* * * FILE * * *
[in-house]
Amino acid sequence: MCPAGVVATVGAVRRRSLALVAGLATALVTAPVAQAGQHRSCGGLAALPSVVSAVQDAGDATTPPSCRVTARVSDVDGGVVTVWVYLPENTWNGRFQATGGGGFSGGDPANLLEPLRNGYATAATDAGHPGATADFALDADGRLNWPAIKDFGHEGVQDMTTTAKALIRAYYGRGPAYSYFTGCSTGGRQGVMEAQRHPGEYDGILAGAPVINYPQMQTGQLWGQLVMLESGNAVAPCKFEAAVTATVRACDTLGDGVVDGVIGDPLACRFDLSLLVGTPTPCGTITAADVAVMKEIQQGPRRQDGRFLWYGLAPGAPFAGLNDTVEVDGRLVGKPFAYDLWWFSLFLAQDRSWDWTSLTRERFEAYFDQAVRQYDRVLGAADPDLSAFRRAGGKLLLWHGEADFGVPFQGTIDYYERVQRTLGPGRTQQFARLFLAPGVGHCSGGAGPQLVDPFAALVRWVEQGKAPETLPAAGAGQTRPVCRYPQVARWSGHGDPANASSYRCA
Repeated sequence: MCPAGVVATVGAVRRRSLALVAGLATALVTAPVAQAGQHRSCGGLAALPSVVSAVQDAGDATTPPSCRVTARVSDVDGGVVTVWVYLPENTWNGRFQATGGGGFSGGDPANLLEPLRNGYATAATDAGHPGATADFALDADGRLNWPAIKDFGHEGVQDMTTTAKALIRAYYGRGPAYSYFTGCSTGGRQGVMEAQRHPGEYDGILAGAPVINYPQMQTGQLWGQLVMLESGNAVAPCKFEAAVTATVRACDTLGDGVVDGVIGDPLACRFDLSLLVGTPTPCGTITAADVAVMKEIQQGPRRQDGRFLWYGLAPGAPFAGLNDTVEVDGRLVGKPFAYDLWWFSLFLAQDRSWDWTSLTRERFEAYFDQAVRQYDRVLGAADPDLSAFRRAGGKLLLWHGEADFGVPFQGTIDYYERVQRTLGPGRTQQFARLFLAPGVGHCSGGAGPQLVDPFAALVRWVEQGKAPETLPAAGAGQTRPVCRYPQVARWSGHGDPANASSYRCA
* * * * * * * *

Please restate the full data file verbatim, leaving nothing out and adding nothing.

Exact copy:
[in-house]
Amino acid sequence: MCPAGVVATVGAVRRRSLALVAGLATALVTAPVAQAGQHRSCGGLAALPSVVSAVQDAGDATTPPSCRVTARVSDVDGGVVTVWVYLPENTWNGRFQATGGGGFSGGDPANLLEPLRNGYATAATDAGHPGATADFALDADGRLNWPAIKDFGHEGVQDMTTTAKALIRAYYGRGPAYSYFTGCSTGGRQGVMEAQRHPGEYDGILAGAPVINYPQMQTGQLWGQLVMLESGNAVAPCKFEAAVTATVRACDTLGDGVVDGVIGDPLACRFDLSLLVGTPTPCGTITAADVAVMKEIQQGPRRQDGRFLWYGLAPGAPFAGLNDTVEVDGRLVGKPFAYDLWWFSLFLAQDRSWDWTSLTRERFEAYFDQAVRQYDRVLGAADPDLSAFRRAGGKLLLWHGEADFGVPFQGTIDYYERVQRTLGPGRTQQFARLFLAPGVGHCSGGAGPQLVDPFAALVRWVEQGKAPETLPAAGAGQTRPVCRYPQVARWSGHGDPANASSYRCA
Repeated sequence: MCPAGVVATVGAVRRRSLALVAGLATALVTAPVAQAGQHRSCGGLAALPSVVSAVQDAGDATTPPSCRVTARVSDVDGGVVTVWVYLPENTWNGRFQATGGGGFSGGDPANLLEPLRNGYATAATDAGHPGATADFALDADGRLNWPAIKDFGHEGVQDMTTTAKALIRAYYGRGPAYSYFTGCSTGGRQGVMEAQRHPGEYDGILAGAPVINYPQMQTGQLWGQLVMLESGNAVAPCKFEAAVTATVRACDTLGDGVVDGVIGDPLACRFDLSLLVGTPTPCGTITAADVAVMKEIQQGPRRQDGRFLWYGLAPGAPFAGLNDTVEVDGRLVGKPFAYDLWWFSLFLAQDRSWDWTSLTRERFEAYFDQAVRQYDRVLGAADPDLSAFRRAGGKLLLWHGEADFGVPFQGTIDYYERVQRTLGPGRTQQFARLFLAPGVGHCSGGAGPQLVDPFAALVRWVEQGKAPETLPAAGAGQTRPVCRYPQVARWSGHGDPANASSYRCA